Advocate Charanpal Singh Bagri
Charanpal Singh Bagri (Image via Channel News Asia)

Are farmers to blame? 

Thousands of farmers clear their fields of old rice crop residue every year to make way for wheat by setting it alight. Farmers resort to burning the stubble as it is an easy and low-cost solution. 

Even though the practice of stubble burning was banned in 2019 due to its significant contribution to air pollution in Delhi and adjoining areas, farmers flouted the rules due to a lack of affordable and accessible alternatives for preparing the fields.

According to Advocate Charanpal Singh Bagri, the government has failed to provide technology to the farmers to deal with the crop residue, i.e. the stubble, so they have no other option than to burn it.

Stubble burning caused 44% of Delhi pollution in 2019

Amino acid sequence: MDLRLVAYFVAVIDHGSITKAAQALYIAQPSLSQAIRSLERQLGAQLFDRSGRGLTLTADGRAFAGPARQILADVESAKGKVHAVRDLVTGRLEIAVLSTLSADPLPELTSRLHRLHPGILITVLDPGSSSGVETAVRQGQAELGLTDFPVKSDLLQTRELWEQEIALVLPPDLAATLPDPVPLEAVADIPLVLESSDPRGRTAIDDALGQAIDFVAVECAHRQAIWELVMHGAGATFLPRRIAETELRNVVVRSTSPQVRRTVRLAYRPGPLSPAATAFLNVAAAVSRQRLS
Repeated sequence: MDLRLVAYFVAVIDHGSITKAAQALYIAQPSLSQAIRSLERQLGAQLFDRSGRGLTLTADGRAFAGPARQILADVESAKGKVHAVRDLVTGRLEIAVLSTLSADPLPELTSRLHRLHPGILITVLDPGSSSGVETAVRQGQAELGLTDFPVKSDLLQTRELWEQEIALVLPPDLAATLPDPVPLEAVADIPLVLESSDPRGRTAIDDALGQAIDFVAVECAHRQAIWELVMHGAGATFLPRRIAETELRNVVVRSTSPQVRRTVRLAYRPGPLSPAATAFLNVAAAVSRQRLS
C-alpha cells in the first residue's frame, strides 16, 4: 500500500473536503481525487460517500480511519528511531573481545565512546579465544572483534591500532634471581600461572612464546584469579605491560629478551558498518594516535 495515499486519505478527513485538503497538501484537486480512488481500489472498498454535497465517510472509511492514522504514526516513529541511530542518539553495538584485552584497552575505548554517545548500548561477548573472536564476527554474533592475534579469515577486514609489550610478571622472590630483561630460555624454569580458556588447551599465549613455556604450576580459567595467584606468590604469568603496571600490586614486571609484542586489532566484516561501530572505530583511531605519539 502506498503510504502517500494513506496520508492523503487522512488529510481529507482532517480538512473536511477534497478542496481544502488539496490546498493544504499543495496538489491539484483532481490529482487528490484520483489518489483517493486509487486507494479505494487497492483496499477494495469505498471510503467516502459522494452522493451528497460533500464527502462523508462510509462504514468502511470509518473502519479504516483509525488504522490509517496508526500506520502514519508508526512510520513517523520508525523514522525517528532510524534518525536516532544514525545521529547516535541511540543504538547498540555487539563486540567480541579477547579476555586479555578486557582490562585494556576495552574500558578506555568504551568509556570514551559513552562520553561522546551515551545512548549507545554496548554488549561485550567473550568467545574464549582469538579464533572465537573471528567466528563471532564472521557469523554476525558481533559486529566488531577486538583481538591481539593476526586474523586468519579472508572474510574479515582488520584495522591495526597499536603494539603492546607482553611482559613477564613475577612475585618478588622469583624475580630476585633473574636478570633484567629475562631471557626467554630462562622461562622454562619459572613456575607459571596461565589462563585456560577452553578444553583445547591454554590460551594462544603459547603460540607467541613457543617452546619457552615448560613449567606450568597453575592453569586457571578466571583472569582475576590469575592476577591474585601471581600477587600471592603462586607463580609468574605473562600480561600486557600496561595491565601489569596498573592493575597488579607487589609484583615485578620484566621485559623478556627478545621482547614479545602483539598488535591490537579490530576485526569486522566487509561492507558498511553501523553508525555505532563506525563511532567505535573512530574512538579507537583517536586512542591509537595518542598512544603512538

According to the Ministry of Earth Sciences’ air quality monitor SAFAR, smoke from stubble burning in Punjab and Haryana accounted for 44 percent of pollution in Delhi on November 1, the highest in 2019.

“Crop residue burning has contributed a lot. This year (2019), its contribution was almost 44-45 percent bringing all the smoke to Delhi,” Central Pollution Control Board Member Secretary Prashant Gargava said.

Alarmingly, satellite data showed that over 8,000 cases of stubble burning were detected in Punjab between October 28 and November 4 in 2019. In Haryana, the data showed more than 500 stubble burning incidents that were detected during the period. 

‘Provide funds directly to the farmers’

In a bid to permanently end the annual air pollution woes, the Supreme Court in 2019 had ordered that all farmers should be given a Rs 100 per quintal incentive to prevent them from setting their fields on fire in preparation for the next crop and provide them free machines to get rid of the agriculture residue.